Mass, and occupied in the chapel the place which had
formerly been reserved for Madame de Pompadour.
The attendance of noblemen and ladies of the Court,
it was remarked, was unusually small, but, as a set-off
against this, there were a number of high ecclesiastics
in his Majesty's suite, at the head of whom was the
Archbishop of Rheims. At the conclusion of the
ceremony, Madame du Barry presented herself at the
dinner of Mesdaines and at that of the Dauphin, with
the performance of which duties her installation as
maitresse en titre may be said to have been accom-


MADAME DU BARRY had then realised her
ambition : the post of maitressc en titre, this
"glorious dishonour" so ardently desired by
so many haughty and highborn dames was hers; but
her triumph was not yet absolute. It remained for her
to overcome the hostility of a Court which had taxed
the resources of her brilliant predecessor to the ut-
most before it had allowed itself to be coerced or
cajoled into complacence; and. Madame de Pompa-
dour, though at the outset of her career she was even
more friendless than Madame du Barry, had had to
encounter no such powerful Minister as Choiseul, no
such bitter antagonists of her own sex as the Duch-
esses de Gramont and de Choiseul and the Princesse
de Beauvau.

The three ladies in question lost not a moment in
proclaiming, or rather reasserting, their inflexible
hostility to the new regime. Immediately after the
presentation, they intimated to the King that, owing
to the changes that had recently taken place at Court,
they feared that their company was less agreeable to
him than formerly, for which reason they begged to
be excused from attendance at the suppers of the
Petits Cabinets. Thus was dispersed that intimate
society which Madame de Pompadour had so skill-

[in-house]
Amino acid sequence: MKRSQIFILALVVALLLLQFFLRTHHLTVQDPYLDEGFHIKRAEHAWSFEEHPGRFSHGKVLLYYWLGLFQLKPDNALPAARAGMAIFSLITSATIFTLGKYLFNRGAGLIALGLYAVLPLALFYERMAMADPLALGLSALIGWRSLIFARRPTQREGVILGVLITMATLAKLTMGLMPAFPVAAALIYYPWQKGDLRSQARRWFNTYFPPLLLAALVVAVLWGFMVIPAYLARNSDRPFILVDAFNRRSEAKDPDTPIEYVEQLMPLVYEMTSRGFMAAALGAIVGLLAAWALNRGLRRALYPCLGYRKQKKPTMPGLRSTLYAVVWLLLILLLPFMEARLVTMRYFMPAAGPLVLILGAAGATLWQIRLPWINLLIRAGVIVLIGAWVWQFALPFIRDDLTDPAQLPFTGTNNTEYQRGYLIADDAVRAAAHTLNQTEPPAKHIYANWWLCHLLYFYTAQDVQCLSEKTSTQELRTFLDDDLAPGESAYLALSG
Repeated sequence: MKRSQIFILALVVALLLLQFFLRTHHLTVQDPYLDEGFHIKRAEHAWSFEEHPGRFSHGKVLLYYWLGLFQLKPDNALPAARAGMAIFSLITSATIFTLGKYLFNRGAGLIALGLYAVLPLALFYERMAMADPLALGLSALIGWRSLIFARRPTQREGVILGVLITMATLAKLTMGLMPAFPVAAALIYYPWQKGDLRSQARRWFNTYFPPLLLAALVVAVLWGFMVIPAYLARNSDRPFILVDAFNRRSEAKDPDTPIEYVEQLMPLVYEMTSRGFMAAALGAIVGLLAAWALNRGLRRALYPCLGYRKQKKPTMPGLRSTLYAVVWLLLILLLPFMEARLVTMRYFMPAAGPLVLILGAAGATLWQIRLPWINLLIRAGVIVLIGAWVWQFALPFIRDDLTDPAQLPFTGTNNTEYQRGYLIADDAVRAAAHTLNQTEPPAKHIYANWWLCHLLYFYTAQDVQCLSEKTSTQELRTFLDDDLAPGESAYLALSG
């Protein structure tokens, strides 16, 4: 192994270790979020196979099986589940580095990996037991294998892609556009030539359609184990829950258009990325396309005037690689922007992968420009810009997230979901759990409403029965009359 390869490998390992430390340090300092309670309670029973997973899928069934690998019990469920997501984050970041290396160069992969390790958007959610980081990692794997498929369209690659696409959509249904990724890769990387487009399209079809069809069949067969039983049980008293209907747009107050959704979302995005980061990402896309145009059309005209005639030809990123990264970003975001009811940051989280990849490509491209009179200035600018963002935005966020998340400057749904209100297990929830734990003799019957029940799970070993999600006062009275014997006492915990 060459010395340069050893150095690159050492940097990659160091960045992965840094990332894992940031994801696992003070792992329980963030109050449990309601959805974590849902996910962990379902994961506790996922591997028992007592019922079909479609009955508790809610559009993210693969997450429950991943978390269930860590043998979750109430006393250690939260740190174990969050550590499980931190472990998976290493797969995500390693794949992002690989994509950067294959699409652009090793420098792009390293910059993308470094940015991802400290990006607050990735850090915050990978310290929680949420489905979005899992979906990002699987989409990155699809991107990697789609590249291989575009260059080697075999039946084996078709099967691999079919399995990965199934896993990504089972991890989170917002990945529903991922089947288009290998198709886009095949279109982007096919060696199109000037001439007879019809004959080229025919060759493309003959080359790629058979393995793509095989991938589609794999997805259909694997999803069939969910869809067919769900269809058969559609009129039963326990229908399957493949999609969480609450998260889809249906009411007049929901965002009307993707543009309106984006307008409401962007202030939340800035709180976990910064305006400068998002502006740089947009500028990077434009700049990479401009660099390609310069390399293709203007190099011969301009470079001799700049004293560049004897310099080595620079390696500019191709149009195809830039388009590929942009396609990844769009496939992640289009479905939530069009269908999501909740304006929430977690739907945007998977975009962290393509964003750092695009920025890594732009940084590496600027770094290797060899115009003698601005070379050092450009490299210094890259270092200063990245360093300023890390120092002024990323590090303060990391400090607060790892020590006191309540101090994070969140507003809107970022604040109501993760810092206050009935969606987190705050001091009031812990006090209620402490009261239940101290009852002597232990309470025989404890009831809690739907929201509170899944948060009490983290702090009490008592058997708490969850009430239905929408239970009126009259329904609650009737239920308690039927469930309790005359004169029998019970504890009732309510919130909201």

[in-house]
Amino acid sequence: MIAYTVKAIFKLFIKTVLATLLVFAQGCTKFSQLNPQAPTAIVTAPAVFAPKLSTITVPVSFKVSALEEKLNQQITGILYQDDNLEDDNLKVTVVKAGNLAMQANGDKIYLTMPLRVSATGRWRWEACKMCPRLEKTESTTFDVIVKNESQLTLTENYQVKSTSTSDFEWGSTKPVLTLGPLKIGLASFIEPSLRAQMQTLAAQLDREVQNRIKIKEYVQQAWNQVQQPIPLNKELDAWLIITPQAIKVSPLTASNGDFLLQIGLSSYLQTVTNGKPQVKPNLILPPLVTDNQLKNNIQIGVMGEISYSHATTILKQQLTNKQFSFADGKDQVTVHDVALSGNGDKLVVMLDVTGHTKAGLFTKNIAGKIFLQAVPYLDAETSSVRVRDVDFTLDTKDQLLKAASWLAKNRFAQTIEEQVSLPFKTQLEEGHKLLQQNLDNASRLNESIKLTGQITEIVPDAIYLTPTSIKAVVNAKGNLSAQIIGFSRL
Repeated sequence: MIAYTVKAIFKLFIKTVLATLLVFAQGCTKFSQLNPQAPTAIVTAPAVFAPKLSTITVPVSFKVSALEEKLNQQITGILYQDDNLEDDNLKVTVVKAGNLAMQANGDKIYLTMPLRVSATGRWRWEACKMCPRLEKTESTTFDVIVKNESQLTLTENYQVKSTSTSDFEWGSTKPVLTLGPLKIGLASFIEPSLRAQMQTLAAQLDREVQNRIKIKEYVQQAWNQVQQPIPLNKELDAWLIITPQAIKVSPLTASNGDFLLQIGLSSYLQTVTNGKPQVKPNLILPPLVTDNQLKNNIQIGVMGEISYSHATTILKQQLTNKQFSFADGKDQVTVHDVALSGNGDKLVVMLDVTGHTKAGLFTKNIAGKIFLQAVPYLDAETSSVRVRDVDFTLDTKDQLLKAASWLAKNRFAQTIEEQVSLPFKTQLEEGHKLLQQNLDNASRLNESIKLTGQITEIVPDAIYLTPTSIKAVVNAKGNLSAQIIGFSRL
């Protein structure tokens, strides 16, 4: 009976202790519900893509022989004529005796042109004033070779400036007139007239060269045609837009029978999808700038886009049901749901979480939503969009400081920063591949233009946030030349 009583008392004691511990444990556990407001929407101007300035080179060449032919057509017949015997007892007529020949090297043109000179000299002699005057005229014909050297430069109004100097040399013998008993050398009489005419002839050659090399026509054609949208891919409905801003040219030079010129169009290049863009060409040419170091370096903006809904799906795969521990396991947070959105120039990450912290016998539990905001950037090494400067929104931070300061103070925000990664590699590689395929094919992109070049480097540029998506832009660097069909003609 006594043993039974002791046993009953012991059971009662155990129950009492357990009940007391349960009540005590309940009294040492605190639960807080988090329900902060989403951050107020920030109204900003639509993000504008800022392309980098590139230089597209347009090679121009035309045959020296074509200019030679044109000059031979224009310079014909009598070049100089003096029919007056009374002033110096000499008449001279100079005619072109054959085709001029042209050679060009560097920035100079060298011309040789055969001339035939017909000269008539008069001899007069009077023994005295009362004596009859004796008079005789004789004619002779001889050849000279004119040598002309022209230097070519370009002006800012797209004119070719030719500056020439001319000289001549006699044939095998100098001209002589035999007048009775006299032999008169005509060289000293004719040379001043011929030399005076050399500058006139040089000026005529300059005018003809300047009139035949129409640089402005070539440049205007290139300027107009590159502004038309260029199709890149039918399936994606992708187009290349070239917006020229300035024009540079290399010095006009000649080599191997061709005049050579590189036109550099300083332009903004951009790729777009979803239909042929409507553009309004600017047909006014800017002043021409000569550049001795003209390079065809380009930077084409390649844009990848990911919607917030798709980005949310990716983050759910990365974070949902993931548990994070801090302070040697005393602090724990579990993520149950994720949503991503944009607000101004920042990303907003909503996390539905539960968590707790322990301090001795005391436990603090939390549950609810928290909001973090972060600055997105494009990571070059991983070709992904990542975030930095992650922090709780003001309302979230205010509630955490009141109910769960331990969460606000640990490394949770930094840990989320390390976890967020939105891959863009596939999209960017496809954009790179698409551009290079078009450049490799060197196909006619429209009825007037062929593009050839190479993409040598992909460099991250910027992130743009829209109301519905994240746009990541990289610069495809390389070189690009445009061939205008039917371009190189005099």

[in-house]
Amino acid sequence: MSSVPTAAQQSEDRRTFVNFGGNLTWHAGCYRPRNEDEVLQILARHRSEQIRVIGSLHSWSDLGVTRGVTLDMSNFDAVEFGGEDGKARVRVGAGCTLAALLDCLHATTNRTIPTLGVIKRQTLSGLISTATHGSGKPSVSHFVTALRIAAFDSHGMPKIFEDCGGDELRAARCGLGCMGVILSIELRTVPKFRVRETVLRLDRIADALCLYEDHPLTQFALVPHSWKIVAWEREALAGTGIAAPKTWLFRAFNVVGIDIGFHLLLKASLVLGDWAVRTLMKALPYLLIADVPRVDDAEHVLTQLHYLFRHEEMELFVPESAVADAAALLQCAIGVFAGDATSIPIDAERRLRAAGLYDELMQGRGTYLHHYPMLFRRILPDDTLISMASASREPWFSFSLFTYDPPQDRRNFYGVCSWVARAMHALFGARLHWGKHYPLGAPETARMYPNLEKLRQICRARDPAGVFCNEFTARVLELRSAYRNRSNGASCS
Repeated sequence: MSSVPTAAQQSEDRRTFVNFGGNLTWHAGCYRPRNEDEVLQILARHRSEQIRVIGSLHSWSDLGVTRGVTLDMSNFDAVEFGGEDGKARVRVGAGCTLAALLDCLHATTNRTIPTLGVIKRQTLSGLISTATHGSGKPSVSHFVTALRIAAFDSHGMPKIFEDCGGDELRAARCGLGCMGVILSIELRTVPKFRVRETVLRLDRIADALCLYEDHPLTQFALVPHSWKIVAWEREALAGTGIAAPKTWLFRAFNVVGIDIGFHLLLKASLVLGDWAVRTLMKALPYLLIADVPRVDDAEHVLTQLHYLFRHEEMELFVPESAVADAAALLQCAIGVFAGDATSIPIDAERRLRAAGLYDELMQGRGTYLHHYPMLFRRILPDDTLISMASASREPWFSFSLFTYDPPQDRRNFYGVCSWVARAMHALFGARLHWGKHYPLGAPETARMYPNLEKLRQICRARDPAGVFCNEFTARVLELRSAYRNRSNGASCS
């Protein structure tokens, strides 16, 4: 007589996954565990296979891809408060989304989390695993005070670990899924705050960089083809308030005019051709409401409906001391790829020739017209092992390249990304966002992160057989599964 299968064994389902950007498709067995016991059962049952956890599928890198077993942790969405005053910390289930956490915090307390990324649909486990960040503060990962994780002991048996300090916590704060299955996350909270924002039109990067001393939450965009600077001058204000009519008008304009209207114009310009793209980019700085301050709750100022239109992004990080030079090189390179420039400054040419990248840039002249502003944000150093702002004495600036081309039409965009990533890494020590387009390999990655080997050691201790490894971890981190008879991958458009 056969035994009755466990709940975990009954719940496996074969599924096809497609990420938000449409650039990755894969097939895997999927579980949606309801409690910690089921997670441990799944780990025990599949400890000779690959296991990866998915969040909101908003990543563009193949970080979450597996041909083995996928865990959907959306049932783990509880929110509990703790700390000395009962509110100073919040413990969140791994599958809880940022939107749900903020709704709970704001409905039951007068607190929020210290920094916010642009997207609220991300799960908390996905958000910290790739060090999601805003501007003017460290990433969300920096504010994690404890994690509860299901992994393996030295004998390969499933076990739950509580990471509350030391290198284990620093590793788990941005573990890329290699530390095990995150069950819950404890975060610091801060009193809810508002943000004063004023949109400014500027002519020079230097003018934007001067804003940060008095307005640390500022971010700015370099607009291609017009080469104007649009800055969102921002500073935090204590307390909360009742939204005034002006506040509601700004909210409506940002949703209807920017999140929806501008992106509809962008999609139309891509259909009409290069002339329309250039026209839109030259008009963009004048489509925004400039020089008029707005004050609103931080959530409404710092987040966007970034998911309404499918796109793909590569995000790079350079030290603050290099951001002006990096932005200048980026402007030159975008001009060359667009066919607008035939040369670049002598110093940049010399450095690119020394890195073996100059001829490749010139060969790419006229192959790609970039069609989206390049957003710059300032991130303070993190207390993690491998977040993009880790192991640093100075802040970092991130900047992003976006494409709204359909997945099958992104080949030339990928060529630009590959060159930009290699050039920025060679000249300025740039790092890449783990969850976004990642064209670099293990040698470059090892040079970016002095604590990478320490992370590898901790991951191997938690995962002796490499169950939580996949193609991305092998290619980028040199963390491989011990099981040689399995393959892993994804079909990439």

fully gathered round her, and in which Louis XV.
had lived happily for so many years.

Such an example was not likely to be lost upon the
feminine portion of the Court, and during a visit to



Marly which followed close upon the presentation,
the ladies showed their disapproval of his Majesty's
choice in a manner so unmistakable that a general
feeling of uneasiness and constraint prevailed, the
card-tables the visits to Marly were noted for the
high play which took place 1 were well-nigh deserted,
and every one was relieved when the time came to re-
turn to Versailles.

Shunned and slighted on all sides, Madame du
Barry was forced to take refuge in the society of
Madame de Beam; but opposition seemed only to
render the passion of Louis XV. the more stubborn.
"He regards resistance to the object of his caprice,"
wrote Choiseul, "as a want of respect to his royal per-
son ; he recognises in this connection neither decency,
nor rank, nor reputation; he believes that every one
ought to bow before his mistress, because he honours
her with his intimacy ; he is bold in setting at defiance
all the rules of decorum, though in nothing else.
Then he imagines that he has shown his power, and
proved to his Court, to his people, to Europe, that he
is in very truth a monarch to inspire respect." This
is, perhaps, the only occasion on which, bearing up
against all difficulties, Louis showed a degree of firm-
ness and perseverance which failed him in matters of
the first importance.

A few days after the return of the Court to Ver-
sailles, Louis XV., "as some consolation to Madame
du Barry, who had made bitter complaints to the
King about the contempt that the ladies of the Court
manifested towards her," gave a supper at Bellevue,

1 And had been so for nearly a century. In 1686, the Due du
Maine wrote to Madame de Maintenon : " As it is impossible
to be at Marly without playing, or to find any one willing to play
for small stakes, I lost yesterday fifty pistoles to M. de Richelieu
and as much to the Comte de Grammont."

2 Hardy's Journal.


the beautiful chateau which Madame de Pompadour
had built on the banks of the Seine, between Sevres
and Meudon, in 1750, and sold to the monarch seven
years later. The presence of eight of the haughtiest
dames to be found at Versailles was requested, who, of
course, had no option but to obey, though, as may be
imagined, they did so with the worst possible grace;
while invitations were also sent to a number of noble-
men, amongst whom, to the general astonishment,
Choiseul was included.

"One would imagine," writes Belleval, "that his
Majesty derived amusement from seeing the cat and
dog together;" but though this view of the matter
is quite in keeping with the singular character of
Louis XV., we are inclined to think that the invitation
was inspired by a very different motive, namely, that
the King desired to show the Minister that he was
firmly resolved to support his new mistress, and to
afford him an opportunity of becoming reconciled to
her. A dinner an grand cowuert would not have